Features & Columns
When Ryan Mante began screen-printing T-shirts in his cramped bedroom seven years ago, his designs, whose early iterations were drawn up in Microsoft Paint, riffed on pop culture. Their bold type, brash slogans and playful images paid homage to the hip-hop, drugs, parties, cartoons he grew up on and Gen-Y egomania.
These days, some of the biggest names in pop culture don tops and snapbacks from one of his several apparel brands. Justin Bieber, Janelle Monae, Ellen Page, Childish Gambino and E-40, to namedrop just a little, sport designs from Breezy Excursion (which Mante co-founded with college buddy Christian "Flip" Lilleland), Petals and Peacocks (the women's line he kicked off with his fiance Victoria Velasquez) and Booger Kids (the more graphics-heavy brand he runs with childhood friend Mike Ngo).
Mante, 30, and his clique of young streetwear impresarios helped turn the South Bay into something of a mecca for urban clothing. For whatever reason, T-shirts have become an expression indelibly San Jose, spawning not only a litany of brands—many of them sharing the same sartorial family tree—but propped up several small, independent clothing shops that stock them. The Aristocrats and Azuki in Japantown and Pesos Bodega on West San Carlos Street all carry Booger, Breezy and Cukui, another big player in the city's streetwear scene.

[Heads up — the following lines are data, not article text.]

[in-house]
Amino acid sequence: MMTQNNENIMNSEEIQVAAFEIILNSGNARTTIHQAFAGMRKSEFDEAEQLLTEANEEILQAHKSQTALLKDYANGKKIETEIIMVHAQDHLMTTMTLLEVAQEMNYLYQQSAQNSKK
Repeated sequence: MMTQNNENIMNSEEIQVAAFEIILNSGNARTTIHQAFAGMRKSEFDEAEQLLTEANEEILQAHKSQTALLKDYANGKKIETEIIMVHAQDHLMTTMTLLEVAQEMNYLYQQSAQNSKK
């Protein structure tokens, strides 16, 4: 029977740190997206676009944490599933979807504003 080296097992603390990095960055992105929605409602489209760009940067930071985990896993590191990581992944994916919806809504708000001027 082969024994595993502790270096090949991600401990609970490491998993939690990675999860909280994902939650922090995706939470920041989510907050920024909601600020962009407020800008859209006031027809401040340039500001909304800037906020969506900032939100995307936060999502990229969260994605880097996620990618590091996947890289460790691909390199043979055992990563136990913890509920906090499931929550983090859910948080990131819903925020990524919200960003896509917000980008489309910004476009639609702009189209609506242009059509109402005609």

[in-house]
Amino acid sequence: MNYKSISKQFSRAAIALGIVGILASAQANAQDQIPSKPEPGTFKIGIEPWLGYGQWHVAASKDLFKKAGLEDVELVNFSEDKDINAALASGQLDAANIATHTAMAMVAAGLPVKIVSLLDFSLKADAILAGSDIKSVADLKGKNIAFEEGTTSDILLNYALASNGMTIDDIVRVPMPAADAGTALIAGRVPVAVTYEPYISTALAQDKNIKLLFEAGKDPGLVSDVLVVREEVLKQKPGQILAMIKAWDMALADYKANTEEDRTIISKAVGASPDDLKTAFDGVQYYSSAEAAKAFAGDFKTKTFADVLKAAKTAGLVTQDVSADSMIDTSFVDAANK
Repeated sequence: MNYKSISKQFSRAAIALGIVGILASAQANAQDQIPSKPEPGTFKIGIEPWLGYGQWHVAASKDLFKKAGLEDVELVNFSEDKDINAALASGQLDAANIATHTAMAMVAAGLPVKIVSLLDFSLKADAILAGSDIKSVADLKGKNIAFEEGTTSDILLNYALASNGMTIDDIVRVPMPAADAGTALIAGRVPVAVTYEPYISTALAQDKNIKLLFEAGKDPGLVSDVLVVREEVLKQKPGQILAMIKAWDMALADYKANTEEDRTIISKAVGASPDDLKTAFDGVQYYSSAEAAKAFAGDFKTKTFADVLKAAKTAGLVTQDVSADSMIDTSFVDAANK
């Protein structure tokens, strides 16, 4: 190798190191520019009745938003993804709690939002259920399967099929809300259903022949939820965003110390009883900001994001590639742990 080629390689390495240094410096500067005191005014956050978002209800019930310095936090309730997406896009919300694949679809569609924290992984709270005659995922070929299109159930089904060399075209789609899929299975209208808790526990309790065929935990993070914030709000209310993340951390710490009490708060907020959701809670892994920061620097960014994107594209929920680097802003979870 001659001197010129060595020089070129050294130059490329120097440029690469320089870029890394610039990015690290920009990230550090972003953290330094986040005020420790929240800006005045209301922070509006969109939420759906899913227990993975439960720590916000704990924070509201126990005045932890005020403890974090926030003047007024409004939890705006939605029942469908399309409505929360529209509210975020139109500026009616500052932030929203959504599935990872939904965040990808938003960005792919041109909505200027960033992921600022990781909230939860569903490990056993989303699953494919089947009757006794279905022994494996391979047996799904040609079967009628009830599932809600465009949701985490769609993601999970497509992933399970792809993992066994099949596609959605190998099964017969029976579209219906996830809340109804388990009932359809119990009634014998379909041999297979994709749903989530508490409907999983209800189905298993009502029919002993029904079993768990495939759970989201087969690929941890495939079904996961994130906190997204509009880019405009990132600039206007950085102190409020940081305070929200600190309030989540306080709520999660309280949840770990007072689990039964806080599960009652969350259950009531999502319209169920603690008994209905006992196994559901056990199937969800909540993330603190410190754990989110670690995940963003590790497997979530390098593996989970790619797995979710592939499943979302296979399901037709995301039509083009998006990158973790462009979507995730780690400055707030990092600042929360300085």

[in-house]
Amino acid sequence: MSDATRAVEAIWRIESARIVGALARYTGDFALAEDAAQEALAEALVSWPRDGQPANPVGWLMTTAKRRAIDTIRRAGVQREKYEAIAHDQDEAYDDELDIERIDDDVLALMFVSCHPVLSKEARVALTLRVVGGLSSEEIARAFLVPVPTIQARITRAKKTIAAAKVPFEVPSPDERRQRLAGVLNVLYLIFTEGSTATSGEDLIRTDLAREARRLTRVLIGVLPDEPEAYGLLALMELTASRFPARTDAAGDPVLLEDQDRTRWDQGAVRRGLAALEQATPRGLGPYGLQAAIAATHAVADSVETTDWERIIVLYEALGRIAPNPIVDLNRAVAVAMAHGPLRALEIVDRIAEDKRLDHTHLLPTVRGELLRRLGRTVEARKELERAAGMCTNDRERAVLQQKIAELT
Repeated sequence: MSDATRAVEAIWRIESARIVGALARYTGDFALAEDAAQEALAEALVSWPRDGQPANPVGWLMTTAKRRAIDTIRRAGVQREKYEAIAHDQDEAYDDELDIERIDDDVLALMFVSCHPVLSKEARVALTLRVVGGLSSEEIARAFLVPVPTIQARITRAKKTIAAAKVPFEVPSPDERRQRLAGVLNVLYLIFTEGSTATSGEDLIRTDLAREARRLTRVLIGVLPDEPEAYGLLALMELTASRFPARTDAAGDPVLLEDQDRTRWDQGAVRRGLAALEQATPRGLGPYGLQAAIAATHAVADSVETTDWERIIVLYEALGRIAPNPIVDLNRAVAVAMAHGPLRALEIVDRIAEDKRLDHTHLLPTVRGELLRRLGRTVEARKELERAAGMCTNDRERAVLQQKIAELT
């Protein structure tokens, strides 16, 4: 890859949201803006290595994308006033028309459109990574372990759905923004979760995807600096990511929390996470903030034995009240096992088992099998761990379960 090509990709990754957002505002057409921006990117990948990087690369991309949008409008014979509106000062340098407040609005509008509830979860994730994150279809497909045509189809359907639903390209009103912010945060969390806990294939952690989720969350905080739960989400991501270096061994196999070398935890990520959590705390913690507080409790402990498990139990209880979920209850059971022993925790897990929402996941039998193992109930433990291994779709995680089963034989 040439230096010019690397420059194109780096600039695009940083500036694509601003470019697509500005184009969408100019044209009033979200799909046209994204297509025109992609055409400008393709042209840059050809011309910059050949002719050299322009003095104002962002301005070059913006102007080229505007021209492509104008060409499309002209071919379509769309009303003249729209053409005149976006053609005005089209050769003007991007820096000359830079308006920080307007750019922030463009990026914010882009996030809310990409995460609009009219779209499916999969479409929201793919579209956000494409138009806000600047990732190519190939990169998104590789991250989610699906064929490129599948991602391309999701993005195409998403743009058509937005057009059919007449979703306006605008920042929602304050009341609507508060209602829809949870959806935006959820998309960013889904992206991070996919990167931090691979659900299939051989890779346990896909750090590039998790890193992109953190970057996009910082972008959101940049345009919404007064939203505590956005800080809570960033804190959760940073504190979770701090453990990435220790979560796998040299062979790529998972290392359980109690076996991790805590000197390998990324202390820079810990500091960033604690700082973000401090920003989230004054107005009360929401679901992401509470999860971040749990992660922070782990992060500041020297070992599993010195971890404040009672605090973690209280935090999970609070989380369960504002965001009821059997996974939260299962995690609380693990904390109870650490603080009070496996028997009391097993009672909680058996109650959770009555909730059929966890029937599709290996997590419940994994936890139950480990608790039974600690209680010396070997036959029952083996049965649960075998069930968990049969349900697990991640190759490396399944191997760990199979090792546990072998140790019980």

Over the weekend, Mante and Ngo, 30, celebrated the grand opening of the Booger Kids flagship on the Santa Clara side of The Alameda. Their friend, Evan Lessler, 31, whose 12-year-old Adapt Clothing has spun some of the most popular sportswear in the Bay Area like the ubiquitous 49ers-boosting "Gold Blooded" shirts, launched his South Bay flagship the same day. Adapt set up shop next door to Booger Kids and Petals and Peacocks, which debuted its own flagship a year ago. Lines for the dual openings wrapped around the block.
Lessler, who also runs a store out of San Francisco, brought another brick-and-mortar to San Jose partly to set up shop near his friends and partly because there's such a strong market for his brand of clever wordplay and reimagined sports logos.
More than the clothing they make, Booger, Breezy, Adapt and their ilk strike up collaborations with other Bay Area creatives. Adapt has long incorporated musical references into their font-heavy designs, teaming up with E-40, Hieroglyphics & Souls of Mischief, Quannum Projects, Del the Funky Homosapien and DJ Amen. Petals and Peacocks recently sketched up a tank top design with street artist Girafa that puts a cheeky spin on the Toys "R" Us logo. Booger and Breezy follow suit, cross-promoting entertainers, artists, designers and often other brands.
From humble beginnings crashing trade shows to pass out merch and storing boxes of shirts in their cars before they could afford to rent warehouses, Breezy and Booger have become kingmakers in the local fashion scene—a serious feat for brands that boast about not taking themselves too seriously.